The Millennium Prize Problems

Although the Millennium Prize Problems carry a total of 7 million dollars in prize money, very few people know about them. In my opinion, this should be propagated more instead of the latest viral videos on YouTube, or the latest celebrity gossip. This was exactly the thinking of Landon Clay, who founded the Clay Mathematics Institute in 1998. Clay, a Harvard alumnus and successful businessman, is a firm believer and supporter of math and science as beneficial to all mankind, and he has set up this institute as well as the prize money.

I will give a very brief summary of each problem except the Poincaré Conjecture, which has been solved by Grigori Perelman. Keep in mind that these descriptions are not exhaustive as the areas of study of these fields are highly specialized. It cannot be possible to explain in a paragraph what mathematicians have been studying for decades or even centuries, so these descriptions will be very loose.

P vs NP

This is a problem in theoretical computer science. It involves two characters, P and NP. P represents problems that are easily solved by a computer. NP represents problems that are not necessarily easily solved by a computer but whose solutions can easily be checked if they are provided. By default, every P problems is an NP problem because if the computer can solve it, then it can check it. However, there are many examples of NP problems that aren’t known to be P (problems for which a computer can easily check a solution but for which we don’t yet know a fast algorithm for a computer to solve). Currently, many people believe that the evidence points to P not being equal to NP. Solving P vs NP would allow us to solve problems involving trillions of combinations without trying each one, and would greatly propel computing.

Hodge Conjecture

When Descartes married algebra and geometry by drawing a graph represented by a function, this revolutionized mathematics and it was never the same again. This enabled us to visualize and solve problems both geometrically or algebraically. The Hodge Conjecture implies a similar relationship exists between topology and algebra. Mathematicians soon found ways to describe more complicated shapes that were hard to imagine and only accessible via complicated equations. These shapes are known as “manifolds”. Depending on their properties, these manifolds have different “homology classes”. One example of manifolds with different homology classes is the sphere and the torus (AKA donut). In the case of the sphere, there is only one homology class: all shapes that are drawn on a sphere are homologically equivalent. In the case of a donut, there are multiple distinct homology classes. The Hodge Conjecture basically says that if you drew a random shape on a manifold, there is a rule you can apply to guarantee it can be described algebraically. Easy to describe in words but tricky to describe mathematically.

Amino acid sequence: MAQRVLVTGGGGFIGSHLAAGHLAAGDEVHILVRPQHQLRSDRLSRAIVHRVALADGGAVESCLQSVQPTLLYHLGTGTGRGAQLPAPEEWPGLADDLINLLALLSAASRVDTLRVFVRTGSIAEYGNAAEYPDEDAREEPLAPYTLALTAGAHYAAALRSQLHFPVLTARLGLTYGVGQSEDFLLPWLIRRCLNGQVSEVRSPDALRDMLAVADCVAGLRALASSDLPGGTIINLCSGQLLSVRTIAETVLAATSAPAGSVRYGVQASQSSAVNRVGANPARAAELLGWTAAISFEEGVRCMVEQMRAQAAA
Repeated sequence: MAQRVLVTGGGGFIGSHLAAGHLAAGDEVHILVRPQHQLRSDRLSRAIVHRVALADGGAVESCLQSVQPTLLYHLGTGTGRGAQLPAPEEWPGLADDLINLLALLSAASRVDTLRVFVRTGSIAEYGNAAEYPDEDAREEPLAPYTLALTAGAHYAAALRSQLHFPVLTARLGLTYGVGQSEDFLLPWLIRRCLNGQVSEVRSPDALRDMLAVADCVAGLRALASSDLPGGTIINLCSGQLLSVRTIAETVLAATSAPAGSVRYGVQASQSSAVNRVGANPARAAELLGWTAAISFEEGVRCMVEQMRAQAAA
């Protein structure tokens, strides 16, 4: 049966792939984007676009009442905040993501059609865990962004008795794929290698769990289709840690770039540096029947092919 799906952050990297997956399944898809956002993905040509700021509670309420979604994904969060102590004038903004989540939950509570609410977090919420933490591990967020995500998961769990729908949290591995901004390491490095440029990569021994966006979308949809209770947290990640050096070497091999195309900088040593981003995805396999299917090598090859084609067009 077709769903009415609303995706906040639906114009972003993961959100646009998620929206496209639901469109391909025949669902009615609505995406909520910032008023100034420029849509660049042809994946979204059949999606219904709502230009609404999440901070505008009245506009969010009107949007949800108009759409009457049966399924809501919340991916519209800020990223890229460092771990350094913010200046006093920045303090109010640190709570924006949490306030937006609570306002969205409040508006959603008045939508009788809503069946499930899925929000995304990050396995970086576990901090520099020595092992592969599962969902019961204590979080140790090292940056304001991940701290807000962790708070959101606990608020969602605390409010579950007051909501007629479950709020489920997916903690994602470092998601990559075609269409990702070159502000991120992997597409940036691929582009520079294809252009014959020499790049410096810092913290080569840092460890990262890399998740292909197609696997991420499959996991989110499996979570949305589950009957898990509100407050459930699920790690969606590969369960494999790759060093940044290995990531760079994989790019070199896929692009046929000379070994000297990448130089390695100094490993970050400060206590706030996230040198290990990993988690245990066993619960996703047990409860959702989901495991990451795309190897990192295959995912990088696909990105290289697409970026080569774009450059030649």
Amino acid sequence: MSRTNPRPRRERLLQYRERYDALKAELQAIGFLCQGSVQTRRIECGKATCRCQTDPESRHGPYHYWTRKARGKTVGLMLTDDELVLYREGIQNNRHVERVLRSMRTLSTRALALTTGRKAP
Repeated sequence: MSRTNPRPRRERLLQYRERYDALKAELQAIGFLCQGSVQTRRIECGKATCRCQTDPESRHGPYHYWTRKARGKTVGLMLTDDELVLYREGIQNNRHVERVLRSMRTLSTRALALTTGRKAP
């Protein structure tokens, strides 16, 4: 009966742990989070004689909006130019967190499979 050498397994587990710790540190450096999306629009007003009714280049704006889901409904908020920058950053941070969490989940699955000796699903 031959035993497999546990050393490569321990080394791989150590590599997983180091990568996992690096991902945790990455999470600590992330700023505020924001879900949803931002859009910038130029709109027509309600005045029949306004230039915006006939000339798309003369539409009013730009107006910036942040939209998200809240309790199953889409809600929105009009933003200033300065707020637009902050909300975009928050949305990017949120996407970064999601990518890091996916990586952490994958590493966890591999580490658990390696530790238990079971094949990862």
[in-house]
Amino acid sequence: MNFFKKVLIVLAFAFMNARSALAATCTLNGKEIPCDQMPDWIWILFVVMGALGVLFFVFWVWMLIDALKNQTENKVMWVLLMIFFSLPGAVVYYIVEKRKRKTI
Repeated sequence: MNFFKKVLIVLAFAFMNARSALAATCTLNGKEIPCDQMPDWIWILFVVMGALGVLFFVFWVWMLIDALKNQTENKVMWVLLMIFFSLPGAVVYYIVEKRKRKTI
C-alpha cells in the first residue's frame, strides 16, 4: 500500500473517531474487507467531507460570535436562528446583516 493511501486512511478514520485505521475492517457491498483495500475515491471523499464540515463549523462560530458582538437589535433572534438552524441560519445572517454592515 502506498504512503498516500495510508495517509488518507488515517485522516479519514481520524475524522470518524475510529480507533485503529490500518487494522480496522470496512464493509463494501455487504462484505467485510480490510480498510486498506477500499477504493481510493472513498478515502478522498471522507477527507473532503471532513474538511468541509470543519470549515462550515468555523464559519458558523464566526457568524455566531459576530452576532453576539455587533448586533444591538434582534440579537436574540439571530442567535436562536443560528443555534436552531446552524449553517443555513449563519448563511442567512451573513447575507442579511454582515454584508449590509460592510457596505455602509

Riemann Hypothesis

A graph of the Zeta function. Image: Public domain, via Wikimedia Commons.

A graph of the Zeta function. Image: Public domain, via Wikimedia Commons.

The Riemann Hypothesis has profound implications in number theory and tries to tackle perhaps the longest standing question in mathematics: Where are all the prime numbers, and how are they distributed? The hypothesis involves the “trivial” and “non-trivial” zeroes of the complex Zeta Function. A complex function is a function that takes in complex numbers of the form a + bi, and spits out a complex number. Trivial zeroes of the Zeta function occur at negative, even integers (-2,-4,-6,…). The conjecture is that all other zeroes (“non-trivial) have the form ½+bi. Although these zeroes have been computed to the trillion digits and held true, this does not constitute a proof and a general proof is being sought. The distribution of prime numbers is seemingly random and sporadic with no telling when or where the next one will pop up in the number line. This also leads to a deeper philosophical question. How can something as structured and ordered like mathematics have something as chaotic and random as prime numbers as one of its foundations?